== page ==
When the residents at Meridian Manor exercised their ROFR to purchase the property in 2017 as agreed, ownership of the property transferred from NHT to the tenant’s association – and from traditional affordable rental housing to a leasehold limited equity cooperative (LEC).*** Using an LEC ensures that the building will remain a permanent source of affordable housing for existing and future residents of Meridian Manor. NHT remains involved to support the residents by continuing to asset management the property; residents are expected to close on the final purchase of Meridian Manor in the next year. Throughout the period of NHT’s ownership, the tenant’s association played a central role in the building’s management, increasing residents’ knowledge, skills, and capacity, ultimately preparing them to take over as owners.

Meridian Manor

Meridian Manor, after rehabilitation led by NHT and the tenant's association. Exact date unknown.

NHT’s innovative and replicable approach demonstrates the value of finding creative avenues to preserve affordable housing while also delivering opportunities for affordable homeownership for low-income families -- a pathway that remains out of reach far too often. Research has consistently shown that owning one’s own home increases residential stability. This, in turn, leads to better economic and social outcomes, such as improved educational achievement and physical and mental health. However, low-income families face significant barriers to homeownership, including mortgage down payment requirements and low or nonexistent credit scores. According to the National Association of Realtors, between 2010 and 2020, just 27% of all homeowners were low income.**** In Washington, D.C., a racial homeownership gap is also a factor, with a 2022 analysis finding Black and Hispanic homeownership rates at 50.6% each, compared with 70.4% among White residents.

By creatively partnering with residents to utilize a Housing Credit provision traditionally reserved for non-profit entities, NHT is both continuing our mission to preserve affordable housing and supporting the low-income residents at our property. Meridian Manor illustrates how the ROFR mechanism –  most commonly used to allow a nonprofit partner to buy out its private equity partners at Year 15 – can also be used to directly benefit the residents. By assigning the ROFR, NHT piloted an innovative way to help low-income residents achieve homeownership and ensure that the property will remain affordable in perpetuity due to the limited equity nature of the cooperative ownership structure.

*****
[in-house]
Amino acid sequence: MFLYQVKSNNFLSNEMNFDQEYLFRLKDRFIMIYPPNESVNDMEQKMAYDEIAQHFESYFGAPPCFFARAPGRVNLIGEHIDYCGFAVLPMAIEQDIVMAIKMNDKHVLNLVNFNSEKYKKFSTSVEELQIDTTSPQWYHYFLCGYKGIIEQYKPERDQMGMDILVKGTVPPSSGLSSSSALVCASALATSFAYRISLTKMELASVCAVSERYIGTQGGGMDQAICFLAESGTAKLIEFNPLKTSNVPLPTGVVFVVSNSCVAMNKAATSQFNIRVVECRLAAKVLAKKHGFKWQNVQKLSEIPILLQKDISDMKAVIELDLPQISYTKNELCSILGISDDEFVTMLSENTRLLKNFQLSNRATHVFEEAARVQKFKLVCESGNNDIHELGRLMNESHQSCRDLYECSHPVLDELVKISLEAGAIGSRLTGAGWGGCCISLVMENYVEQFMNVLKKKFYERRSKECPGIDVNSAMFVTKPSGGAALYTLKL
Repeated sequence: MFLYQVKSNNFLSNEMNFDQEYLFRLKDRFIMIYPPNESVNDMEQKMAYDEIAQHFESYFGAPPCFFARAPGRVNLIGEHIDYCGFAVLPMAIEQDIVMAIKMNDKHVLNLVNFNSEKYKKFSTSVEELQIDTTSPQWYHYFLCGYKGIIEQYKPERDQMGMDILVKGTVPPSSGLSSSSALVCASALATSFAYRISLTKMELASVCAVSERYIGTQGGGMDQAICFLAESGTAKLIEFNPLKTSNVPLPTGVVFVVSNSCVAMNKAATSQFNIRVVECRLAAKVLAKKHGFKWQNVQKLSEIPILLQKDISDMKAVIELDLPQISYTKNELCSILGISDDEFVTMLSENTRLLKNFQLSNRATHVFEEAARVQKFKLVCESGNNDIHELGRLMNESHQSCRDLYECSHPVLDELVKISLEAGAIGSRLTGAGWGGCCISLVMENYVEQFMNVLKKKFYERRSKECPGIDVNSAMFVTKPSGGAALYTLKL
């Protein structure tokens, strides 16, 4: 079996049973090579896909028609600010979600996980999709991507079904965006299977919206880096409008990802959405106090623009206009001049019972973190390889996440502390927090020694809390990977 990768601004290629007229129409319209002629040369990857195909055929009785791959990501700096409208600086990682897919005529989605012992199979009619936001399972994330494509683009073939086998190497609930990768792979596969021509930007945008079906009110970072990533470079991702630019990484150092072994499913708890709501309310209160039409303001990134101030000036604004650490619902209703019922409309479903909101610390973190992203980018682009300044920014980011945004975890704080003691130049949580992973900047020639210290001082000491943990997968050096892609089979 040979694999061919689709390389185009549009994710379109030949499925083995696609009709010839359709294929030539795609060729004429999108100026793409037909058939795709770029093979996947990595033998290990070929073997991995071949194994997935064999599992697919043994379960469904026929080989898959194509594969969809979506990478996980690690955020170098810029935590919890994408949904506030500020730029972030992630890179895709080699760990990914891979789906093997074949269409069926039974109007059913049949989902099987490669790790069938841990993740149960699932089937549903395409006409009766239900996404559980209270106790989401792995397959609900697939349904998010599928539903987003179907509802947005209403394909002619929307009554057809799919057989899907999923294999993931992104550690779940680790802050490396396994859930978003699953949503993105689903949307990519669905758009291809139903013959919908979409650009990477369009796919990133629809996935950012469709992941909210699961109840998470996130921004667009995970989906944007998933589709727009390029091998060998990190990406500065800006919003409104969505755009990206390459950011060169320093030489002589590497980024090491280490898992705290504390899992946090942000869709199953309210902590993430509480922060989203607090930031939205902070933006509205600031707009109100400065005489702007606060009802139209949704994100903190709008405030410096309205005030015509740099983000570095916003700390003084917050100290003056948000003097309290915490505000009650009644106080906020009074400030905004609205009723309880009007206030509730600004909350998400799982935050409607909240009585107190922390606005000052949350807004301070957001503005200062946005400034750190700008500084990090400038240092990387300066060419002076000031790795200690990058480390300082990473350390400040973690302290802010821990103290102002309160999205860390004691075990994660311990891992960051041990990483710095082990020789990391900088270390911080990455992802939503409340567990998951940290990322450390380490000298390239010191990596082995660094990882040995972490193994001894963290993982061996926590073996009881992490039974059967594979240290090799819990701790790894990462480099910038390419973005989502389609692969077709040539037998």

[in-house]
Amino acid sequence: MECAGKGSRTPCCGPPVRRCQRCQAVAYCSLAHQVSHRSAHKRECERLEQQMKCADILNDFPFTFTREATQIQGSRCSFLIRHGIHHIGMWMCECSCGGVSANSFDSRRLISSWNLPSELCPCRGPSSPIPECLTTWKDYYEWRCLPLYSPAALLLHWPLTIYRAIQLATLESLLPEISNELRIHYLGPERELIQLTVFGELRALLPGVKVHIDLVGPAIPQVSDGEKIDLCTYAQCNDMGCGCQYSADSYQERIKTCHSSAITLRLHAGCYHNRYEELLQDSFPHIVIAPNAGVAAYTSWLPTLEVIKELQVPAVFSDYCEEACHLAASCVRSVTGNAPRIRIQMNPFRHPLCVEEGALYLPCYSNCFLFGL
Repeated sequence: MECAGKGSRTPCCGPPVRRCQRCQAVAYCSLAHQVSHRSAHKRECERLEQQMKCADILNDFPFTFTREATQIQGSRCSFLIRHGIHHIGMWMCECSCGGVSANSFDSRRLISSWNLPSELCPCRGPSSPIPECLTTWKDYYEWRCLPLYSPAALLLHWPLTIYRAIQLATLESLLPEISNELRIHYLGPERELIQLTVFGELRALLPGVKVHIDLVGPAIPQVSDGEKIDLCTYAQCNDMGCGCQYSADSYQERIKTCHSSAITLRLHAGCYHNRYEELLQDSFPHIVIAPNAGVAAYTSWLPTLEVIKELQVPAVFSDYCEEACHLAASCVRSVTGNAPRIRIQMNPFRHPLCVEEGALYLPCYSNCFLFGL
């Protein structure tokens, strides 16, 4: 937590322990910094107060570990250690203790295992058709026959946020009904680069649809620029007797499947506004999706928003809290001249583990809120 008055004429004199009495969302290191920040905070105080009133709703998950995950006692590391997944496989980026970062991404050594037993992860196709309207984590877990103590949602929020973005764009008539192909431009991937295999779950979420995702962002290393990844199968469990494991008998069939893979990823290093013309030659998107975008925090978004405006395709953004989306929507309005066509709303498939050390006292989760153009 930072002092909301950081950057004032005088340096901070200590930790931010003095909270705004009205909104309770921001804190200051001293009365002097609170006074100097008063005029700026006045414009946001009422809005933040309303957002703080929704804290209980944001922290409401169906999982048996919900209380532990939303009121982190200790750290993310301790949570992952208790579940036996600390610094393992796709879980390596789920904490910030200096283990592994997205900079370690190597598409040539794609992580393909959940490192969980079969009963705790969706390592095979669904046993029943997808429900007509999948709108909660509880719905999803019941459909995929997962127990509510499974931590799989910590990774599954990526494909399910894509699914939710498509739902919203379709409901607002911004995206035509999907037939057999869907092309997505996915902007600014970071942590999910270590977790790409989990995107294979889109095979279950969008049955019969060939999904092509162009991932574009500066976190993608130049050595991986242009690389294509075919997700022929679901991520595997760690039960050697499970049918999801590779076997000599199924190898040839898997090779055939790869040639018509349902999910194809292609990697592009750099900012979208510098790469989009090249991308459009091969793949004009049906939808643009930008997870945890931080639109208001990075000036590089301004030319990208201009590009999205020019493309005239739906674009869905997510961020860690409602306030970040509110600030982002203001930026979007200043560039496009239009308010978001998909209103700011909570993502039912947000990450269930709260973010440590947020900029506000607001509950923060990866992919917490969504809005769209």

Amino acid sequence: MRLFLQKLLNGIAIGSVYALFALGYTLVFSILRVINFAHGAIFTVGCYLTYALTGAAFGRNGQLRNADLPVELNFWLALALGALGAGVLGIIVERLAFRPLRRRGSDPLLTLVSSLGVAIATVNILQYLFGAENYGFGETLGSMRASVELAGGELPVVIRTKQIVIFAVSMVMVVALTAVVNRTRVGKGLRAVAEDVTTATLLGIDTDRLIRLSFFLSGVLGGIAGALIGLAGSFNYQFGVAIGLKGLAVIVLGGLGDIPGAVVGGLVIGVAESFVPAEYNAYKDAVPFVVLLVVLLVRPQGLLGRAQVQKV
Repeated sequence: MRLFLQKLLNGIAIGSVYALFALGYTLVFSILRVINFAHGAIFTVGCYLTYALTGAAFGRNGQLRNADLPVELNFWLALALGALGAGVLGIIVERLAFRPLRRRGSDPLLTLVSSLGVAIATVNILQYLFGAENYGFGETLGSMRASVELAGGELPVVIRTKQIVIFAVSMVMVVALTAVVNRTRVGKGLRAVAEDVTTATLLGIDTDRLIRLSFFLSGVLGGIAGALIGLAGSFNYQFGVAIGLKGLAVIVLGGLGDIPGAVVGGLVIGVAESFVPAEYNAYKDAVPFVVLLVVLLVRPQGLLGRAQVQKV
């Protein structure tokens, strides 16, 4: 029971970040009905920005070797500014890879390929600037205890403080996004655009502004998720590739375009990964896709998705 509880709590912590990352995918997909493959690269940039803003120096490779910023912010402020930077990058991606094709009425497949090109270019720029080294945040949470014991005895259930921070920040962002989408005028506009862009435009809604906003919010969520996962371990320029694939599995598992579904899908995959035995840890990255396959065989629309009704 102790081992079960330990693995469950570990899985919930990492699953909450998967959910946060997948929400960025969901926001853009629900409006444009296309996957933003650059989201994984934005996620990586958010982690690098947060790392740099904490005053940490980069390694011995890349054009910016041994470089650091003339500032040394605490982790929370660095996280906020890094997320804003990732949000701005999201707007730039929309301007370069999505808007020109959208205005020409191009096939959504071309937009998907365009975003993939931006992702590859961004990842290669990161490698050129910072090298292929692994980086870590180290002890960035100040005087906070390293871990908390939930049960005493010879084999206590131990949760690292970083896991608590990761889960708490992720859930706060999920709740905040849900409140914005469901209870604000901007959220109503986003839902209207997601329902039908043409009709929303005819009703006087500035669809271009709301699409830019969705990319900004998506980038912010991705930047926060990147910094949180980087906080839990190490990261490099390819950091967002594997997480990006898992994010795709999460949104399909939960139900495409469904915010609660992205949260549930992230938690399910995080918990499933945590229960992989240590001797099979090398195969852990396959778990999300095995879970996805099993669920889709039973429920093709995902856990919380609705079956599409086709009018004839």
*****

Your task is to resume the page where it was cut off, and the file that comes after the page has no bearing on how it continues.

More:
The residents at Meridian Manor fought for over three decades to preserve their homes and their community. NHT is proud to have played a role in supporting the residents of Meridian Manor to achieve their dreams.

This NHT Update is part of a recurring series focusing on solutions that promote Housing Stability.  Each installment will share insights on potential solutions to four major threats to Housing Stability: reduced housing quality, the sale or conversion of affordable housing, climate change, and a lack of tenant protections.

*In the District of Columbia, when a property that is 2 or more rental units is placed for sale, this triggers the Tenant Opportunity to Purchase Act (TOPA). TOPA offers the renters (as an established tenant’s association) the opportunity to purchase the property by matching the purchase price. TOPA rights are initially assigned by the D.C. Department of Housing and Community Development to the tenant’s association. However, the tenant’s association may assign their rights to a third-party individual or organization. If the third-party with the assigned TOPA rights can match the purchase price of the building, the assignee has the first right to purchase and own the property. A third-party assignee and the tenant’s association will often negotiate the terms of ownership and operation of the property.
**In 2022, the HUD MFI for the Washington D.C. region was $71,150 at 50% MFI for a family of four.
***A leasehold limited equity cooperative is one where the ownership entity leases the property to the cooperative, which in turn leases apartments to cooperative members.
****The National Association of Realtors identified "middle-income" households as those with income of over 80% to 200% of the area median income. In 2022, the Department of Housing and Urban Development (HUD) Median Family Income (MFI) for the Washington D.C. region was $113,850 at 80% MFI for a family of four. Source 1 Source 2
Moha Thakur
Moha Thakur

Public Policy & Mid-Atlantic Initiatives Manager